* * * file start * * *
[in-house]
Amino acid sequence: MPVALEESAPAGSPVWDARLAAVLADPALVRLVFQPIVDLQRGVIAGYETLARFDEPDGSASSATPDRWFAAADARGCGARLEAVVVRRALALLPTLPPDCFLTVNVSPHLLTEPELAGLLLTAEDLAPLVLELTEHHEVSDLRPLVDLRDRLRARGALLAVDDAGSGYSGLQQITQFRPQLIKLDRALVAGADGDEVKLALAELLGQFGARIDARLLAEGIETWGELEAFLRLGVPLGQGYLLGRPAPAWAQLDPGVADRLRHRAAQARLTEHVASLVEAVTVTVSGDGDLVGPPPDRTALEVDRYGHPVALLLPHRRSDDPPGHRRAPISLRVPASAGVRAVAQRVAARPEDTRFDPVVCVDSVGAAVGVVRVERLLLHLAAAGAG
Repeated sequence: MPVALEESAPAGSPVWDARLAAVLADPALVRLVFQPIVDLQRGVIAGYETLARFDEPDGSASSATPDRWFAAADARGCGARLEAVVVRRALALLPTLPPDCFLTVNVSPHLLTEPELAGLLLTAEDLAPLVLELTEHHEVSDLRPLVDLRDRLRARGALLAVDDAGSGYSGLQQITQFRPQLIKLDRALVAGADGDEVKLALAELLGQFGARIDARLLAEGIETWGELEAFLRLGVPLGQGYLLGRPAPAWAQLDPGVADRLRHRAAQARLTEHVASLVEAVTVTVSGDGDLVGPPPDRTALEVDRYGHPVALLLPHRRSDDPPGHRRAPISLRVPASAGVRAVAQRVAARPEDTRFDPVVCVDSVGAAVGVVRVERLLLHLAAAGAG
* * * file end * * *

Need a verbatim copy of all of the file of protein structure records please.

[in-house]
Amino acid sequence: MPVALEESAPAGSPVWDARLAAVLADPALVRLVFQPIVDLQRGVIAGYETLARFDEPDGSASSATPDRWFAAADARGCGARLEAVVVRRALALLPTLPPDCFLTVNVSPHLLTEPELAGLLLTAEDLAPLVLELTEHHEVSDLRPLVDLRDRLRARGALLAVDDAGSGYSGLQQITQFRPQLIKLDRALVAGADGDEVKLALAELLGQFGARIDARLLAEGIETWGELEAFLRLGVPLGQGYLLGRPAPAWAQLDPGVADRLRHRAAQARLTEHVASLVEAVTVTVSGDGDLVGPPPDRTALEVDRYGHPVALLLPHRRSDDPPGHRRAPISLRVPASAGVRAVAQRVAARPEDTRFDPVVCVDSVGAAVGVVRVERLLLHLAAAGAG
Repeated sequence: MPVALEESAPAGSPVWDARLAAVLADPALVRLVFQPIVDLQRGVIAGYETLARFDEPDGSASSATPDRWFAAADARGCGARLEAVVVRRALALLPTLPPDCFLTVNVSPHLLTEPELAGLLLTAEDLAPLVLELTEHHEVSDLRPLVDLRDRLRARGALLAVDDAGSGYSGLQQITQFRPQLIKLDRALVAGADGDEVKLALAELLGQFGARIDARLLAEGIETWGELEAFLRLGVPLGQGYLLGRPAPAWAQLDPGVADRLRHRAAQARLTEHVASLVEAVTVTVSGDGDLVGPPPDRTALEVDRYGHPVALLLPHRRSDDPPGHRRAPISLRVPASAGVRAVAQRVAARPEDTRFDPVVCVDSVGAAVGVVRVERLLLHLAAAGAG